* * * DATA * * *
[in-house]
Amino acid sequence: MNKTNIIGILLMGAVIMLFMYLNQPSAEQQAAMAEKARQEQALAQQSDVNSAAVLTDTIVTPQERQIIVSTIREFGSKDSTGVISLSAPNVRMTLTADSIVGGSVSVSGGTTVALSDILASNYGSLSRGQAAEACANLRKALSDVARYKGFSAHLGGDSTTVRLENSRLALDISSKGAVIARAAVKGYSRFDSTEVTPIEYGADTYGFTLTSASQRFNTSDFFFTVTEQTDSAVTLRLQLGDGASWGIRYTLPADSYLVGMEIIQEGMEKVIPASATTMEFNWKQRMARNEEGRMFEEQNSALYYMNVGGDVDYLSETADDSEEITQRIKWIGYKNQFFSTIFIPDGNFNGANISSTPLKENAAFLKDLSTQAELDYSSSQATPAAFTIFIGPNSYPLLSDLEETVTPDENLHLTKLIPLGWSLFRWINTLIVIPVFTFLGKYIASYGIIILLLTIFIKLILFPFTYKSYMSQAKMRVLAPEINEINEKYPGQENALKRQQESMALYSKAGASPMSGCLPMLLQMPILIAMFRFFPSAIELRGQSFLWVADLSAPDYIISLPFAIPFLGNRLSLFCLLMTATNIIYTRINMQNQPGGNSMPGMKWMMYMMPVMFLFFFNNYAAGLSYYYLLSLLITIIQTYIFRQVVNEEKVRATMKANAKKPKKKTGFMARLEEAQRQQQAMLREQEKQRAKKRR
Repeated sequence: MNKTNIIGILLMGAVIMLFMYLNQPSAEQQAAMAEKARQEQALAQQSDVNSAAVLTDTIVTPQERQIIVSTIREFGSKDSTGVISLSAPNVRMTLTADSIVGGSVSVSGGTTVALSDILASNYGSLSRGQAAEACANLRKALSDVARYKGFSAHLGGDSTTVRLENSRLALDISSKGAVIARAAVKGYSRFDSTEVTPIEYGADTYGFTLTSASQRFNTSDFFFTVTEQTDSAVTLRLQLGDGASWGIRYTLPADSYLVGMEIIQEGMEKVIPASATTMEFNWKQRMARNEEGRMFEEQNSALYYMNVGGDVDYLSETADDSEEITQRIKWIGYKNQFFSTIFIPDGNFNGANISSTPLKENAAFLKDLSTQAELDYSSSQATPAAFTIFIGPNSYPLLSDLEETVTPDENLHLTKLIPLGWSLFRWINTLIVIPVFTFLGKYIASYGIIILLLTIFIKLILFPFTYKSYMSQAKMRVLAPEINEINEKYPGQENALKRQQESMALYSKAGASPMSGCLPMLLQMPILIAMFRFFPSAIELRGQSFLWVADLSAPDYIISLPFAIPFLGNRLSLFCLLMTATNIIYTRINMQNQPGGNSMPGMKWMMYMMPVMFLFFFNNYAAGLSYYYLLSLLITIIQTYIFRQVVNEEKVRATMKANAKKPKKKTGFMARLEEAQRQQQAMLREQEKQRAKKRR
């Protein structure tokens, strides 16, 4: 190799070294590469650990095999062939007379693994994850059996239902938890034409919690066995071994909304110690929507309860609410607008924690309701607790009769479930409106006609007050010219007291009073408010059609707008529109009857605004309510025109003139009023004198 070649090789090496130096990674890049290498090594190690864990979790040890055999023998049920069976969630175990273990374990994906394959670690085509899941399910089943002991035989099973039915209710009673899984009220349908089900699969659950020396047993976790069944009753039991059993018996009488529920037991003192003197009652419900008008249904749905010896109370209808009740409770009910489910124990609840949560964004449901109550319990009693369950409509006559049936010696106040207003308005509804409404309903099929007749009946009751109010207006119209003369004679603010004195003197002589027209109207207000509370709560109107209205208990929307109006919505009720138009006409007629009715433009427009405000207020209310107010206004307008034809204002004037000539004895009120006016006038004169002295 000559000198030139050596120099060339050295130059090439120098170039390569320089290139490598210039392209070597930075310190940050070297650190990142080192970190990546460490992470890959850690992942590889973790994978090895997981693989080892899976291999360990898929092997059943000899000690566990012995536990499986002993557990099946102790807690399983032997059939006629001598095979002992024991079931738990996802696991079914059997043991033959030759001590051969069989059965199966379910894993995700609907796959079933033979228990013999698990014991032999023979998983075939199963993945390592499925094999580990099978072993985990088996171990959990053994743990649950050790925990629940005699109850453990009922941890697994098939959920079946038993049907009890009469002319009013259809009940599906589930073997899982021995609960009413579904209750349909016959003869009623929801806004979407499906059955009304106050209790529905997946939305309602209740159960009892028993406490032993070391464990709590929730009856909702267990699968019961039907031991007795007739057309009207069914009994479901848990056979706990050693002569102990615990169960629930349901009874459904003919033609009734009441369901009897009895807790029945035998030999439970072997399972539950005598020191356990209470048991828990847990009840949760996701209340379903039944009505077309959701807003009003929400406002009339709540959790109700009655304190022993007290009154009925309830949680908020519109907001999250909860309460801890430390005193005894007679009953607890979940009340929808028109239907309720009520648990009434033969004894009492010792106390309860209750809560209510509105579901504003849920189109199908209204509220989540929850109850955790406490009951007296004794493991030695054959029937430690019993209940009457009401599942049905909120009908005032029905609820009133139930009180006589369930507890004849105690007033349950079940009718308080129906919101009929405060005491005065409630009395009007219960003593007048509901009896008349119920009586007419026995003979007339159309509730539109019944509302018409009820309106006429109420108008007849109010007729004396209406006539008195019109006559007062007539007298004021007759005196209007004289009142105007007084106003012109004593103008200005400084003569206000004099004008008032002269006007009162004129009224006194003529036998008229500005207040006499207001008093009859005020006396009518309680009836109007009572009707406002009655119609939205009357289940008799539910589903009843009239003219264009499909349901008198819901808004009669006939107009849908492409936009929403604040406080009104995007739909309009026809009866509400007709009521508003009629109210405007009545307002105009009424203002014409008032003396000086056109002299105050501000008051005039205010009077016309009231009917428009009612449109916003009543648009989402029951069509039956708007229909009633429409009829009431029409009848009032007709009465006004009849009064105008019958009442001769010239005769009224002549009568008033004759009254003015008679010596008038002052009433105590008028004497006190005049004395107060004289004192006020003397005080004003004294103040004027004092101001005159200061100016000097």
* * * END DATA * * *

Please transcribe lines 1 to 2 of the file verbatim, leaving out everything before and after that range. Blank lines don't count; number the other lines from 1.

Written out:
[in-house]
Amino acid sequence: MNKTNIIGILLMGAVIMLFMYLNQPSAEQQAAMAEKARQEQALAQQSDVNSAAVLTDTIVTPQERQIIVSTIREFGSKDSTGVISLSAPNVRMTLTADSIVGGSVSVSGGTTVALSDILASNYGSLSRGQAAEACANLRKALSDVARYKGFSAHLGGDSTTVRLENSRLALDISSKGAVIARAAVKGYSRFDSTEVTPIEYGADTYGFTLTSASQRFNTSDFFFTVTEQTDSAVTLRLQLGDGASWGIRYTLPADSYLVGMEIIQEGMEKVIPASATTMEFNWKQRMARNEEGRMFEEQNSALYYMNVGGDVDYLSETADDSEEITQRIKWIGYKNQFFSTIFIPDGNFNGANISSTPLKENAAFLKDLSTQAELDYSSSQATPAAFTIFIGPNSYPLLSDLEETVTPDENLHLTKLIPLGWSLFRWINTLIVIPVFTFLGKYIASYGIIILLLTIFIKLILFPFTYKSYMSQAKMRVLAPEINEINEKYPGQENALKRQQESMALYSKAGASPMSGCLPMLLQMPILIAMFRFFPSAIELRGQSFLWVADLSAPDYIISLPFAIPFLGNRLSLFCLLMTATNIIYTRINMQNQPGGNSMPGMKWMMYMMPVMFLFFFNNYAAGLSYYYLLSLLITIIQTYIFRQVVNEEKVRATMKANAKKPKKKTGFMARLEEAQRQQQAMLREQEKQRAKKRR